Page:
MUAI – Traditional boxing (the original Muay Boran)

MUAI (also DTIE MUAI or MUAI DUEKDAMMBAN) is traditional boxing using the four bodily weapons of fist, foot, elbow and knee.

To make a living during times of peace, from approx. 900 AD Pahuyuth free warriors began to stage improvised fights employing punches, kicks and strikes of the elbows and knees. From this arose a new method of fighting called MUAI which later evolved to become the Thai national sport Muay Thai and other Southeast Asian fighting styles.

As a direct spinoff of LING LOM, MUAI proved itself as highly effective in hand-to-hand combat, which is why the ancient free warriors brought it back into Pahuyuth and maintained it in its original form. Due to its unique origin, MUAI can be described as „The original Muay Boran” (ancient Muay).

In the beginners level, MUAI is trained using 8 oz. boxing gloves. From the intermediate level these are left off and the advanced students include ground fighting techniques from LING LOM in their sparring.

Due to the focus on unregulated fighting with bare fists, MUAI is highly suited to modern self-defense purposes and offers students a practical introduction to Pahuyuth.

MUAI is like flowing water …

Typology

MUAI is a stand-up combat system derived from LING LOM, which uses the four bodily weapon types fist, foot, knee and elbow. The use of fighting techniques in MUAI follows the principle of thrusting and striking. Variants and combinations are formed for the four elements.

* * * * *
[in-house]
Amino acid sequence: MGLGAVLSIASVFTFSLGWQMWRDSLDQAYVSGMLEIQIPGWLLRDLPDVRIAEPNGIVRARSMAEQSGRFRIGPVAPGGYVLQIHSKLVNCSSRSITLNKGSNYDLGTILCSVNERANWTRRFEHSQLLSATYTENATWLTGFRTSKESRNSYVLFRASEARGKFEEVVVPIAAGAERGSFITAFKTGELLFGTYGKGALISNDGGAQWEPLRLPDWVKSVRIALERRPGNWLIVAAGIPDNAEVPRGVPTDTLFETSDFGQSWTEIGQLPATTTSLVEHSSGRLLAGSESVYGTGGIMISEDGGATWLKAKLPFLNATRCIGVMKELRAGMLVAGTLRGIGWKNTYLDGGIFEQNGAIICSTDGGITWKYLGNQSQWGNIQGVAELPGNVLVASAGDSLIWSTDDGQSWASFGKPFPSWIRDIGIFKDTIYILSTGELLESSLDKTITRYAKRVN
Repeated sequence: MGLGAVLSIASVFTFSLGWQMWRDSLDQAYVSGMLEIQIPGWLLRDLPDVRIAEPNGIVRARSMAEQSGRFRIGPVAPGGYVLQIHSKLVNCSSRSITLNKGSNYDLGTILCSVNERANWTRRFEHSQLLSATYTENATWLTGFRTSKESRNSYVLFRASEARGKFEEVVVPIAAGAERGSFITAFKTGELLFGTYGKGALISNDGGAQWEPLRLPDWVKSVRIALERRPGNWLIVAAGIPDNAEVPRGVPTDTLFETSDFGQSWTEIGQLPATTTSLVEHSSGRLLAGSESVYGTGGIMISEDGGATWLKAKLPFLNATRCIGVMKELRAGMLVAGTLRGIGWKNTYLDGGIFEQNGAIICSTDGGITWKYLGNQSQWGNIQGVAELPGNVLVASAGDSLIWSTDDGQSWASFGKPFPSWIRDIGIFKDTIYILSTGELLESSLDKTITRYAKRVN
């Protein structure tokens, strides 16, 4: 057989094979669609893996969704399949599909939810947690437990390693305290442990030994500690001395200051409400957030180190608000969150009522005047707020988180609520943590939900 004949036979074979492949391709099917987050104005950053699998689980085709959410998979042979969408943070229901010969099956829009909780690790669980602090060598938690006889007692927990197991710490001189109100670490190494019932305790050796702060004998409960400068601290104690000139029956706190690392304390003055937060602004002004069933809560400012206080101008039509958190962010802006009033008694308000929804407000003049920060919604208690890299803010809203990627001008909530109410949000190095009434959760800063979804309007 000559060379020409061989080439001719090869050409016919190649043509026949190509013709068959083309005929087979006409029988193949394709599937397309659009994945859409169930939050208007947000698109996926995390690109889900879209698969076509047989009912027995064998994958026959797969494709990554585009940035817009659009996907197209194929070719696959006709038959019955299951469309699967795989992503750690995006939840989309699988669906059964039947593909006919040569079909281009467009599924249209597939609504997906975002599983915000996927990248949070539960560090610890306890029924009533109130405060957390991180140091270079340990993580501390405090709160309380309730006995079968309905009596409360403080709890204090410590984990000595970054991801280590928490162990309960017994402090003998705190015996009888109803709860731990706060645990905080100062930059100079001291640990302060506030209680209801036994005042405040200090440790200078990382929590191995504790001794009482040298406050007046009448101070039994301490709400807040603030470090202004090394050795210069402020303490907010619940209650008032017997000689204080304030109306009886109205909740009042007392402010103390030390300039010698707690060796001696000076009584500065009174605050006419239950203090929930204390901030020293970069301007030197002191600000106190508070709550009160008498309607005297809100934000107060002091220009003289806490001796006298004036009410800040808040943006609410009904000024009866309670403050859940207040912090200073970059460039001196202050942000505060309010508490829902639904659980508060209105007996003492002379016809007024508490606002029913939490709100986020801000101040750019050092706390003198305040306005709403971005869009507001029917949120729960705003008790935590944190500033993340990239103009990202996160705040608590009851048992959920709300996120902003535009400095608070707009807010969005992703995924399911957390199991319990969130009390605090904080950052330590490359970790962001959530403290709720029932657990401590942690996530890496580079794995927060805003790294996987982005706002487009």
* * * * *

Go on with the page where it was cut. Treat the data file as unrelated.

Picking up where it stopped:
Pahuyuth Muai Muay Thai Boran four bodily weapons science of eigth limbs

Since MUAI is not a sport, there are no sports-related restrictions (e.g. competition rules, round times, fairness, etc.). Fighting against multiple opponents is part of the repertoire as well as fighting without gloves and hand-wraps (bare knuckle).

„MUAI“ is usually written with an „i“ to distinguish between competitive sports („Muay“, „Muay Veti“, „Muay Thai“, etc.) and the martial arts discipline belonging to PAHUYUTH.

The fist and foot techniques are used as distance weapons. The fist techniques are executed as straight, curved or mixed techniques. They often but not exclusively aim at the head or the upper body of the opponent. The foot techniques are distinguished by their respective direction of movement during impact as ascending, parallel and descending. They can be used against any part of the opponent‘s body.

The elbow techniques are particularly suitable for defence against attacks and as a precise close-distance weapon. They are executed in ascending, parallel and descending direction.

The knee techniques are also used for attack and defence. The stability of the knee techniques is based on the principles of pulling, counterrotation and balance. The ability to apply these principles determines the effect on the target. Knee variants are divided into ascending, parallel and descending.